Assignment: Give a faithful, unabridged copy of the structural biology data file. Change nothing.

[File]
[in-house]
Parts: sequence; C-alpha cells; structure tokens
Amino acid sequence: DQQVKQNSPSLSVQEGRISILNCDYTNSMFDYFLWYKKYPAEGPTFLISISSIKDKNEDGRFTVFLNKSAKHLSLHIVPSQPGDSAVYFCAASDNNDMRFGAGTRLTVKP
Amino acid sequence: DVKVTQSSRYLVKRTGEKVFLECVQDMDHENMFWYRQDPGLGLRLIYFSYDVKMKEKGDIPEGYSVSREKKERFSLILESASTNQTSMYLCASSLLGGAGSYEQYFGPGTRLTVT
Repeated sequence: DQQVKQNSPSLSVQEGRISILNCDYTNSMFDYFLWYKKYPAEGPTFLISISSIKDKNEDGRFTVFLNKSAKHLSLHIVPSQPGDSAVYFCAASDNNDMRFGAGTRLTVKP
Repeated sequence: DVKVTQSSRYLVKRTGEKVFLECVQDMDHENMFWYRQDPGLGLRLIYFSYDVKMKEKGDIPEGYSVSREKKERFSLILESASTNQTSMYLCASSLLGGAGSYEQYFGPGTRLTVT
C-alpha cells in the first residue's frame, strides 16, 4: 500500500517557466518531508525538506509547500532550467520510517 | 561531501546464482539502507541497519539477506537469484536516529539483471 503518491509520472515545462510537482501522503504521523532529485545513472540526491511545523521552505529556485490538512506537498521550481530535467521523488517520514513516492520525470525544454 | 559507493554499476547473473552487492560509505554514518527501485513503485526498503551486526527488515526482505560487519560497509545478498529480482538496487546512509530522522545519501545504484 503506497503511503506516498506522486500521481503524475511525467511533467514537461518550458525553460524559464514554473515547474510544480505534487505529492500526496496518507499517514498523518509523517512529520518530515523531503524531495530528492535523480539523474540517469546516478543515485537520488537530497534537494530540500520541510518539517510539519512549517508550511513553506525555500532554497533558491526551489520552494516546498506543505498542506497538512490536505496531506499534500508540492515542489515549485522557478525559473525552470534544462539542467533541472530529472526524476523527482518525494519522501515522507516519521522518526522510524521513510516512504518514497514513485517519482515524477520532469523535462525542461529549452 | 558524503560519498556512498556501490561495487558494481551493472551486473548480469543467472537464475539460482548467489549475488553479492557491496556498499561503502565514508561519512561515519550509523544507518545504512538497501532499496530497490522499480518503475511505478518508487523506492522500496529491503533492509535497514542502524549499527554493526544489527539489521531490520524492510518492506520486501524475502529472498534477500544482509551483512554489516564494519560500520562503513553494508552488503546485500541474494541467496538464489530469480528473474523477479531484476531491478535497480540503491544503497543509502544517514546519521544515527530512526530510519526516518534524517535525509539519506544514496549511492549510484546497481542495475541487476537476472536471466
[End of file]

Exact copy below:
[in-house]
Parts: sequence; C-alpha cells; structure tokens
Amino acid sequence: DQQVKQNSPSLSVQEGRISILNCDYTNSMFDYFLWYKKYPAEGPTFLISISSIKDKNEDGRFTVFLNKSAKHLSLHIVPSQPGDSAVYFCAASDNNDMRFGAGTRLTVKP
Amino acid sequence: DVKVTQSSRYLVKRTGEKVFLECVQDMDHENMFWYRQDPGLGLRLIYFSYDVKMKEKGDIPEGYSVSREKKERFSLILESASTNQTSMYLCASSLLGGAGSYEQYFGPGTRLTVT
Repeated sequence: DQQVKQNSPSLSVQEGRISILNCDYTNSMFDYFLWYKKYPAEGPTFLISISSIKDKNEDGRFTVFLNKSAKHLSLHIVPSQPGDSAVYFCAASDNNDMRFGAGTRLTVKP
Repeated sequence: DVKVTQSSRYLVKRTGEKVFLECVQDMDHENMFWYRQDPGLGLRLIYFSYDVKMKEKGDIPEGYSVSREKKERFSLILESASTNQTSMYLCASSLLGGAGSYEQYFGPGTRLTVT
C-alpha cells in the first residue's frame, strides 16, 4: 500500500517557466518531508525538506509547500532550467520510517 | 561531501546464482539502507541497519539477506537469484536516529539483471 503518491509520472515545462510537482501522503504521523532529485545513472540526491511545523521552505529556485490538512506537498521550481530535467521523488517520514513516492520525470525544454 | 559507493554499476547473473552487492560509505554514518527501485513503485526498503551486526527488515526482505560487519560497509545478498529480482538496487546512509530522522545519501545504484 503506497503511503506516498506522486500521481503524475511525467511533467514537461518550458525553460524559464514554473515547474510544480505534487505529492500526496496518507499517514498523518509523517512529520518530515523531503524531495530528492535523480539523474540517469546516478543515485537520488537530497534537494530540500520541510518539517510539519512549517508550511513553506525555500532554497533558491526551489520552494516546498506543505498542506497538512490536505496531506499534500508540492515542489515549485522557478525559473525552470534544462539542467533541472530529472526524476523527482518525494519522501515522507516519521522518526522510524521513510516512504518514497514513485517519482515524477520532469523535462525542461529549452 | 558524503560519498556512498556501490561495487558494481551493472551486473548480469543467472537464475539460482548467489549475488553479492557491496556498499561503502565514508561519512561515519550509523544507518545504512538497501532499496530497490522499480518503475511505478518508487523506492522500496529491503533492509535497514542502524549499527554493526544489527539489521531490520524492510518492506520486501524475502529472498534477500544482509551483512554489516564494519560500520562503513553494508552488503546485500541474494541467496538464489530469480528473474523477479531484476531491478535497480540503491544503497543509502544517514546519521544515527530512526530510519526516518534524517535525509539519506544514496549511492549510484546497481542495475541487476537476472536471466